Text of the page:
This novelet takes place in a dystopian world in which inquisitors can question any member of the public and torture them by removing their memories of friends, family, self, etc.
It begins with Saffi, a brilliant, yet socially inept young girl who cannot read peoples’ facial expressions and cannot understand inflection, so will only speak when asked a question.
As the piece progresses, so does Saffi’s understanding of human interaction. Though as someone who judges everything on logical assessments, she is unable to understand why people laugh or smile–ever.
Eventually, she leaves home and seeks to become an inquisitor, though no woman has ever been one before.
On the surface of this piece is a dystopian society that story breaks the mold of having someone rebels, and instead has the main character buy into it. But the deeper subject matter is concerned with glass ceilings, social interaction, love vs logic, and the morality of hoarding educational opportunities. A piece that builds a whole world in a short time, that immerses you and demands to be read. (C+)
I have not been so diligent lately in my reading. Luckily, I should have more time starting late next week, as a job I have been work is coming to a close.
Today (and yesterday, actually), I read The Barrens by Stephanie Feldman. It’s a longer piece (that’s why I took a couple days to read it) about a group of teens lost in the woods. Yes. That’s what it’s about on the surface. A group of teenagers wants to go to this party that this DJ throws. it’s a secret party and this DJ broadcasts on a pirate station, which is pretty badass. The only thing is, something is strange about the stories this DJ tells between sets.
As soon as the kids start talking about a girl, some years back, who fell in the lake while wearing her prom dress and her boyfriend’s dove in after her and she dragged him down with her in her panic, I knew this wasn’t going to be a happy story.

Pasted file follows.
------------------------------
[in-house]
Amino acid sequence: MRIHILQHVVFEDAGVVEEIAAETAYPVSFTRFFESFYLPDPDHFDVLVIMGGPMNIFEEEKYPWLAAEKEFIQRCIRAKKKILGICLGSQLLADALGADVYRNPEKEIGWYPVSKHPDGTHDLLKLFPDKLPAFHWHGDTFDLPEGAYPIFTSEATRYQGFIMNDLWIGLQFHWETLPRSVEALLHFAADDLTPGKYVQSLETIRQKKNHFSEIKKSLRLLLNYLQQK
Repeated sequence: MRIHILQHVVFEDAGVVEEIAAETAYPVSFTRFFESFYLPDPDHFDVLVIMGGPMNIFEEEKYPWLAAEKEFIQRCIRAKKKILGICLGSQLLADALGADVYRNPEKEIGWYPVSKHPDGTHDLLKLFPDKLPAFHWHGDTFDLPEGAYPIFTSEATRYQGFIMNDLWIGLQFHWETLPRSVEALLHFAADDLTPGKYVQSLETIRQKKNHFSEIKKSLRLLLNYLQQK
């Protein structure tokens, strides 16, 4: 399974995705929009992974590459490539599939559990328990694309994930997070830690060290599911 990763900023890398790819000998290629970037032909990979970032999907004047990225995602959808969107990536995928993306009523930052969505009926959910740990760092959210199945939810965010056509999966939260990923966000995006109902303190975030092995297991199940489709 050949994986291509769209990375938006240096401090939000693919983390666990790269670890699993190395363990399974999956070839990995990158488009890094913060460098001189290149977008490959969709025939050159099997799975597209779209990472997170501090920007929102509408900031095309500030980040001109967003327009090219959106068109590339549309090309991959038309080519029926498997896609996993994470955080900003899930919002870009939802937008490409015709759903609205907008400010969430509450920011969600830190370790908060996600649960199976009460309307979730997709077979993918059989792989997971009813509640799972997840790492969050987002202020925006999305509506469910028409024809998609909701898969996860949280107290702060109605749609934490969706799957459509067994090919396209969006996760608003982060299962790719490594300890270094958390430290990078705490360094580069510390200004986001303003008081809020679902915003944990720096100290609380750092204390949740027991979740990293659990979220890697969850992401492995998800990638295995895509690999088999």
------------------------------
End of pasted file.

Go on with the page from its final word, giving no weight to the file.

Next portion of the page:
This story has the nebulous fright of a scary folklore tale, but that’s still not what’s special about it. What’s really interesting is the about this piece is the first person plural narration. Readers never get a clear sense of what the narrator is, but it commonly refers to itself as “we” or “I,” while at the same time the narration hops in and out of the teenager’s brains giving readers thoughts and emotions. This implies that the “we” or “I” narrator has some type of magical mind reading power. I think the writer pulls this interesting take on narration off really well. It’s certainly a unique piece that brings something out of the ordinary to the genre of folklore(ish) fantasy.
Fox 8 is one of the saddest stories I think I’ve ever read. It paints a really tragic picture about the loss of habitat and why foxes are so seldom seen, but also a lot of other stuff.
It’s written in the epistolary form, which is to say, in the form of a letter to humans from a fox. His name is Fox 8.
I’m typically not interested in stories that use a lot of weird spelling as dialect, but seeing that this is a story written by a fox, I forgive all it’s misspellings, mainly because Fox 8 asks that the reader to disregard his spelling because he is the only fox to know Yuman language.
When the rest of his den finds out he knows Yuman, he is asked to read a sign. While he doesn’t know what FoxViewCommons is, readers will automatically fear the worse–and for good reason. Soon the developers come in and destroy the foxes habitat and many of the foxes die.
It is up to Fox 8 to save his den–but not everything goes the way we hope–which is perhaps the point of the piece. Part magical thought piece and part eco-fiction, this piece had me on the edge of tears multiple times and makes me so sad at seeing animals scrounging for scraps near urbanized areas.
A wonderful tale that we could all learn from. (B)